The work was funded by the National Institutes of Health, the U.S. Department of Agriculture, the Deutsche Forschungsgemeinschaft, the Marion Dilley and David George Jones Funds and the Commonwealth and General Assembly of Pennsylvania.

Steve Bradt | EurekAlert!

More articles from Life Sciences:

nachricht Biologists unravel another mystery of what makes DNA go 'loopy'
16.03.2018 | Emory Health Sciences

nachricht Scientists map the portal to the cell's nucleus
16.03.2018 | Rockefeller University

All articles from Life Sciences >>>

The most recent press releases about innovation >>>

Die letzten 5 Focus-News des innovations-reports im Überblick:

Im Focus: Locomotion control with photopigments

Researchers from Göttingen University discover additional function of opsins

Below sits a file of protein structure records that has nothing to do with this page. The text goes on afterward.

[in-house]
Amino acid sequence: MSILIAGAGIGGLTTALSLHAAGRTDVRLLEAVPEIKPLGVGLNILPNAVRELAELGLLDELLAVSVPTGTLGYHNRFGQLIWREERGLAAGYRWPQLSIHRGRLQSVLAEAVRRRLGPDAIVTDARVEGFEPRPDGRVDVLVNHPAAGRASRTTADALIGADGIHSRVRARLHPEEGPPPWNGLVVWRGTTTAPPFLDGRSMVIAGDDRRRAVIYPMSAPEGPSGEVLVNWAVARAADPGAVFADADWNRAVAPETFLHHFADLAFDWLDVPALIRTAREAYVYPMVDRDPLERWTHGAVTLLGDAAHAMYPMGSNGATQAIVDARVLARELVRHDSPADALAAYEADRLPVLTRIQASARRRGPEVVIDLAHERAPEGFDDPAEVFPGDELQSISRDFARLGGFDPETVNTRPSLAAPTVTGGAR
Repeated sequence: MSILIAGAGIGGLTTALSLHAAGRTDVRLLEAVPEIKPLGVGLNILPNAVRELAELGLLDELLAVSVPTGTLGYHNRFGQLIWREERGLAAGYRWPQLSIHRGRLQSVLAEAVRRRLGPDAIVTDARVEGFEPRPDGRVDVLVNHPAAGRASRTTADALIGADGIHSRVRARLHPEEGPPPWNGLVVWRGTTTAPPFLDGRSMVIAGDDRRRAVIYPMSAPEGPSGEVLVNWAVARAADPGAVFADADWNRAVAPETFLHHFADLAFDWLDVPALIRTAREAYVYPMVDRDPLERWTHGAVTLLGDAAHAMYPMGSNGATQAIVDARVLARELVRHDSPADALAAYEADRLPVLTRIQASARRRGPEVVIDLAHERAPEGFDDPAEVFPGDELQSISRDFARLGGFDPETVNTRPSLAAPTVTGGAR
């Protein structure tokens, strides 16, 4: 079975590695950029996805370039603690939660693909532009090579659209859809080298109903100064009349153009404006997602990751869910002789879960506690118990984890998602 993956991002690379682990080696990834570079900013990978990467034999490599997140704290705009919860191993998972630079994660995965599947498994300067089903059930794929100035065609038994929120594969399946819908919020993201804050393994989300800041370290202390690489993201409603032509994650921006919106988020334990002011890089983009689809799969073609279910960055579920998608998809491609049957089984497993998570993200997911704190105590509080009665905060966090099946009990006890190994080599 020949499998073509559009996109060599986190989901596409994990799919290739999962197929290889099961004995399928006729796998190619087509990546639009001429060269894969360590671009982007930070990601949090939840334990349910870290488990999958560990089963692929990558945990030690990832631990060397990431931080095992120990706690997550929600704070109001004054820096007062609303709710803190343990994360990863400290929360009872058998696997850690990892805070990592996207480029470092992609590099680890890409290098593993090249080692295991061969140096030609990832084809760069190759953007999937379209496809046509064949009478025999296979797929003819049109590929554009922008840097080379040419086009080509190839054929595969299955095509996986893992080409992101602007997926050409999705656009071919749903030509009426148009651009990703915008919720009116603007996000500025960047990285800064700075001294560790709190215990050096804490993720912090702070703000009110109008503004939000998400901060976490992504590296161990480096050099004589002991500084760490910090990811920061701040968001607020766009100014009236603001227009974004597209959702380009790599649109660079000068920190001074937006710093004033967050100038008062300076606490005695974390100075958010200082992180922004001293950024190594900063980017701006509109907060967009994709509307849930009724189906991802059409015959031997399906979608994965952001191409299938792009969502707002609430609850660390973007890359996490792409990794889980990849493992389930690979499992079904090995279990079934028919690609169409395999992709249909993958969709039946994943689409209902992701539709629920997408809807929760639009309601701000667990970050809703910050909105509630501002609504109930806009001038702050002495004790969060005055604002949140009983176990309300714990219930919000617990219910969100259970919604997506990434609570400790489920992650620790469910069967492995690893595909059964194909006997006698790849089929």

Animal photoreceptors capture light with photopigments. Researchers from the University of Göttingen have now discovered that these photopigments fulfill an...

Im Focus: Surveying the Arctic: Tracking down carbon particles

Researchers embark on aerial campaign over Northeast Greenland

On 15 March, the AWI research aeroplane Polar 5 will depart for Greenland. Concentrating on the furthest northeast region of the island, an international team...

Im Focus: Unique Insights into the Antarctic Ice Shelf System

Data collected on ocean-ice interactions in the little-researched regions of the far south

The world’s second-largest ice shelf was the destination for a Polarstern expedition that ended in Punta Arenas, Chile on 14th March 2018. Oceanographers from...

Im Focus: ILA 2018: Laser alternative to hexavalent chromium coating

At the 2018 ILA Berlin Air Show from April 25–29, the Fraunhofer Institute for Laser Technology ILT is showcasing extreme high-speed Laser Material Deposition (EHLA): A video documents how for metal components that are highly loaded, EHLA has already proved itself as an alternative to hard chrome plating, which is now allowed only under special conditions.